Operation Backlog Completion 2024
Mar 072018

“Farewell,” the bonus episode for Life is Strange: Before the Storm, is available now.

It’s only about an hour long, and it doesn’t add much to the story, but I’d still like to share my thoughts on it.

(For a series where I’ve been dissatisfied with the conclusions of both games, I sure do end up writing about Life is Strange an awful lot.)

“Farewell” is a standalone episode that takes place earlier in the timeline, before Max moved away.

It manages to be both happy and heartbreaking at the same time: happy because you get to see Max and Chloe having fun together, and heartbreaking because you know how it all works out.

Happy, non-cynical Chloe is my favorite Chloe, so I enjoyed getting to see at least a little of her.

There really isn’t a lot to this episode. No big revelations, nothing much we didn’t already know… but it was short and sweet (and sad), and it filled me with nostalgia for the days when I was a kid hanging out with my friends. Back then, I couldn’t imagine anything more terrible than moving away and leaving my friends, so Max’s worries resonated with me.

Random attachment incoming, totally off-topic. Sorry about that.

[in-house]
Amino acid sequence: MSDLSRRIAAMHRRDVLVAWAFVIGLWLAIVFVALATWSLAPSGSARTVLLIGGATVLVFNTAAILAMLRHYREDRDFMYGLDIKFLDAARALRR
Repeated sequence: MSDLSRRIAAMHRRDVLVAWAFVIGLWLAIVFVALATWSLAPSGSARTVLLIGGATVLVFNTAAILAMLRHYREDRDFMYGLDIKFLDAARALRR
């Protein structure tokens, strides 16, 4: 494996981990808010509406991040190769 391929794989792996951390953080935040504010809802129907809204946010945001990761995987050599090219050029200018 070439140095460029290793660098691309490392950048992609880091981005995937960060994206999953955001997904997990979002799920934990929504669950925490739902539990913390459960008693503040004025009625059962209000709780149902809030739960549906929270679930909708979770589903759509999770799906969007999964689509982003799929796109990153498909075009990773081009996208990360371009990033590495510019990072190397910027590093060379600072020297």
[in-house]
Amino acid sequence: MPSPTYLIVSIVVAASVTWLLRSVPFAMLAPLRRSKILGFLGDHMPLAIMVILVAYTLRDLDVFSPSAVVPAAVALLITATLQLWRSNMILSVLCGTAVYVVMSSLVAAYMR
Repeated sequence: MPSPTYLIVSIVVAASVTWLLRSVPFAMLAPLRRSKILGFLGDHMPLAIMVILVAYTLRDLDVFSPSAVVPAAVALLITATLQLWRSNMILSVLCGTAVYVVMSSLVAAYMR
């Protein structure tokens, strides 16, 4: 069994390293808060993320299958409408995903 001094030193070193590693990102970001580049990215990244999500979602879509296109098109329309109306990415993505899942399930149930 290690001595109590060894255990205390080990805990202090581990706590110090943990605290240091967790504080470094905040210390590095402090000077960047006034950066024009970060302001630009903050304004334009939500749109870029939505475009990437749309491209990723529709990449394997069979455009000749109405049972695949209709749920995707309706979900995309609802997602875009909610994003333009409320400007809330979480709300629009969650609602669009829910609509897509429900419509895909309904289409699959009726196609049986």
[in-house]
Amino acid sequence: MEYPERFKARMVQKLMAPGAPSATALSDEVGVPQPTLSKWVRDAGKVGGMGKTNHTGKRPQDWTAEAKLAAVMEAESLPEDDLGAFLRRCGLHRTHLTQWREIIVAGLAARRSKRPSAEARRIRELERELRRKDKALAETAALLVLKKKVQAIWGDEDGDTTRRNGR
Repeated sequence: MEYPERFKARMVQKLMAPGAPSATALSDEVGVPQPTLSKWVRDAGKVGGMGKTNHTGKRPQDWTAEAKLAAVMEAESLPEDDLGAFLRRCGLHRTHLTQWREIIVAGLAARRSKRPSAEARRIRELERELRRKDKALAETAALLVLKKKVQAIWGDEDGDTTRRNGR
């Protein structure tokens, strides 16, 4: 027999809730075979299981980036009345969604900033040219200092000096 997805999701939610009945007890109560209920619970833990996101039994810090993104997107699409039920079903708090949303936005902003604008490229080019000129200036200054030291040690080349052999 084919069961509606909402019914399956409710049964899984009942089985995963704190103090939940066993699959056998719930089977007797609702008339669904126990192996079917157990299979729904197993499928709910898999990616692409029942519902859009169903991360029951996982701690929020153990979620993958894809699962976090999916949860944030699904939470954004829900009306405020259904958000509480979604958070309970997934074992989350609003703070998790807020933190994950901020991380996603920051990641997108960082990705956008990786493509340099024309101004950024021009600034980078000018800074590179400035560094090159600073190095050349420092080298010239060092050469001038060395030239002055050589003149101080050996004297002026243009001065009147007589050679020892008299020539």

And the ending hit me especially hard because of things that happened in my life earlier this year.

I think that’s part of what makes the Life is Strange games so effective despite their flaws. They feel real. They evoke nostalgia. Their endings might fall flat in some ways, but the journey there is strong.

So even though I have mixed feelings about both Life is Strange and Before the Storm, I enjoyed “Farewell” and I’m looking forward to learning more about Life is Strange 2. According to the official announcement, they’ll announce the story and characters in “the coming months.”